Having them in an easy to reference chart saves time and frustration. All of your data is in one spot for ease of access instead of going through 85 pages of a sweaty, chicken scratched notebook.

Strength Training Journal Tip 4:

Track Everything

This was big for me. Many times I ‘d go into the gym and would have an AWESOME session, and many times I’d have a shitty one.

Sometimes I’d have a GREAT meet and hit PR’s and win, and sometimes, not so much. I never was able to fully figure out why until I started tracking everything.

Here’s a few examples of what I found out.

There were a few lengthy periods of time where I was unable to do almost any assistance/accessory movements due to time constraints. I ended up hitting my Max Effort work and Dynamic work well, but didn’t have time to do the stuff that really gets you strong and keeps you injury free.

And this showed up in the form of injuries and a lack of PR’s.

At our other TPS locations we had no, or very shitty A/C. The last location was on the 4th floor of a warehouse with no A/C. I’ll tell you that sometimes it got to well over 100 degrees and HUMID while we were training. There were training sessions where I lost over 12 pounds of weight in one session. Yes, I weighed myself before and after.

These days usually were filled with frustration because fat guys don’t do well in the heat, much like my Bulldog. I’d have a lot of shitty sessions with missed lifts on these days.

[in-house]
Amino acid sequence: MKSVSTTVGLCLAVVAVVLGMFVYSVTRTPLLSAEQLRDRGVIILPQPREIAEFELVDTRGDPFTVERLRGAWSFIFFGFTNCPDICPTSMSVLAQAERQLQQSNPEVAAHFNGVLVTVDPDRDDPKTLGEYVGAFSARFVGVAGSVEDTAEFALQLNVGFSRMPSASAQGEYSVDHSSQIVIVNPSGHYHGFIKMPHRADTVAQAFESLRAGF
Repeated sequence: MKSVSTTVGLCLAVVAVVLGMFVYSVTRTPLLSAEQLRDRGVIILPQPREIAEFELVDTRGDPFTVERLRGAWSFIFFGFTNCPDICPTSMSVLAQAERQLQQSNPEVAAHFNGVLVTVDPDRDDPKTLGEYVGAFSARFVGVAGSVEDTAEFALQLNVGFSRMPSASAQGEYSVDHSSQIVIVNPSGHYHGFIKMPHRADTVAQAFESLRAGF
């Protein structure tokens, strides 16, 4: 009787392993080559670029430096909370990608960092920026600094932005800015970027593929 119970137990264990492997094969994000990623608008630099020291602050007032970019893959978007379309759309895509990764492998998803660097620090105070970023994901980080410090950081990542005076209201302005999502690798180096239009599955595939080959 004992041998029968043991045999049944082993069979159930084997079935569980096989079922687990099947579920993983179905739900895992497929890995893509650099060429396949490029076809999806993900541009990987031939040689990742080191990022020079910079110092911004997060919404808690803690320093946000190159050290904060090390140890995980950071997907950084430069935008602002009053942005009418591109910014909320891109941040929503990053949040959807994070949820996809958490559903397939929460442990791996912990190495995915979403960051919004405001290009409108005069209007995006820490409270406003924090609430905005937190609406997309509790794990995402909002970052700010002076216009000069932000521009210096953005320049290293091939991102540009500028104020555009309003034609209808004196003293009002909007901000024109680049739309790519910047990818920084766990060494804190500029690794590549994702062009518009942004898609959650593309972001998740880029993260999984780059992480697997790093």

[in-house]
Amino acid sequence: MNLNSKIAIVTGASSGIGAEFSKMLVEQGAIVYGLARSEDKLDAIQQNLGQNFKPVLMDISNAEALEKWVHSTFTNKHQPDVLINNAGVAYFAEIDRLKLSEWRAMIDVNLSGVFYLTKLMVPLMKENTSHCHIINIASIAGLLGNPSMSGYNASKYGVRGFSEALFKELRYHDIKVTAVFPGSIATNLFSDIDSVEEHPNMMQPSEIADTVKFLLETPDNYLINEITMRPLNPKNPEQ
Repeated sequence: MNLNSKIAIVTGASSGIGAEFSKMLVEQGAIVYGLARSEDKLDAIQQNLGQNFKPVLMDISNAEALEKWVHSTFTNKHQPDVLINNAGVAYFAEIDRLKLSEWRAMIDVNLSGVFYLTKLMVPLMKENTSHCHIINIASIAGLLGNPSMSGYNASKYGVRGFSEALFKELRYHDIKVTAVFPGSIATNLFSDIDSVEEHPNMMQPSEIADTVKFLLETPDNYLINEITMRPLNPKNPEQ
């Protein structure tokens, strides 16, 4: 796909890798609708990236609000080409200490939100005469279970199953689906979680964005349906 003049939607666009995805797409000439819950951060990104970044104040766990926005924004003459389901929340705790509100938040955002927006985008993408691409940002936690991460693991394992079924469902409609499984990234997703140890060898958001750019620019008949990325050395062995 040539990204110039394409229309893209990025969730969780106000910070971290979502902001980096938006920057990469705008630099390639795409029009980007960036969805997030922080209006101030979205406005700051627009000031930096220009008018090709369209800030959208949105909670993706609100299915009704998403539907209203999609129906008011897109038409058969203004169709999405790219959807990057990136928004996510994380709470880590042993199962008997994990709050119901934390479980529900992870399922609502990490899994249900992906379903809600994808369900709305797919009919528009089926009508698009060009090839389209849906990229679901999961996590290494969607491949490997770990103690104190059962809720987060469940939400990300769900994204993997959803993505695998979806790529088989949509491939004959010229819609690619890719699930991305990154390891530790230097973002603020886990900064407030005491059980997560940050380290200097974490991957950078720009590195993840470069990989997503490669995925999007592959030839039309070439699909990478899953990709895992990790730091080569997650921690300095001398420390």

CJ Murphy, Murph, Joe Sullivan, Aoibheann, worst, best, powerlifting,, elitefts;
My girl.

But never in the winter.

I did not fully realize this until I started tracking everything.

Here’s a list of what I tracked:

  • Bodyweight
  • How well I slept/how many hours
  • Hydration/nutrition- was it good for the day
  • Outside stress factors-did something happen at home, work?
  • Temperature in the gym
  • How many weeks out from a meet was I
  • How I felt going into training
  • Injuries
  • How well I was recovered from the last session
  • Any other factor that occurred to me that day
  • All of my assistance and accessory work with sets/reps/weight used for each  

This may seem like a lot, but once I started doing this, it only took an extra 45 seconds and it gave me data to measure and manage things that affected my training and performance.  Having the data meant nothing if I didn’t use it.

I’ll tell you that when I USED the data and adjusted for what I learned from it, things went well.

When I didn’t, they went not so well. 

What should you track in your strength training journal?

Since no one knows you as well as you, decide for yourself.

I suggest that you at least use tips 1&2.

If you are a fly by the seat of the pants person, but have not been getting the results you want, maybe you track a little more info.

If you never tracked anything, start with a manageable amount of data.

The key when keeping a journal is make a few quick notes after you have recovered for a set. Don’t stress over getting this done. Just start.

As you compile data, use it.

Look it over, analyze it some and figure out what needs to be adjusted, improved or removed.

Maybe you’ll look it over and see you are doing too much of something that doesn’t get results.

Like 30 minutes of movement prep pre training.

Maybe, like I found, you are not doing enough of what needs to be done.

Like Assistance and effective Accessory work.

Whatever it is, having the data to measure helps you to manage your training and get better results.

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Vincere vel mori

C.J. Murphy

August 19, 2021

Total Performance Sports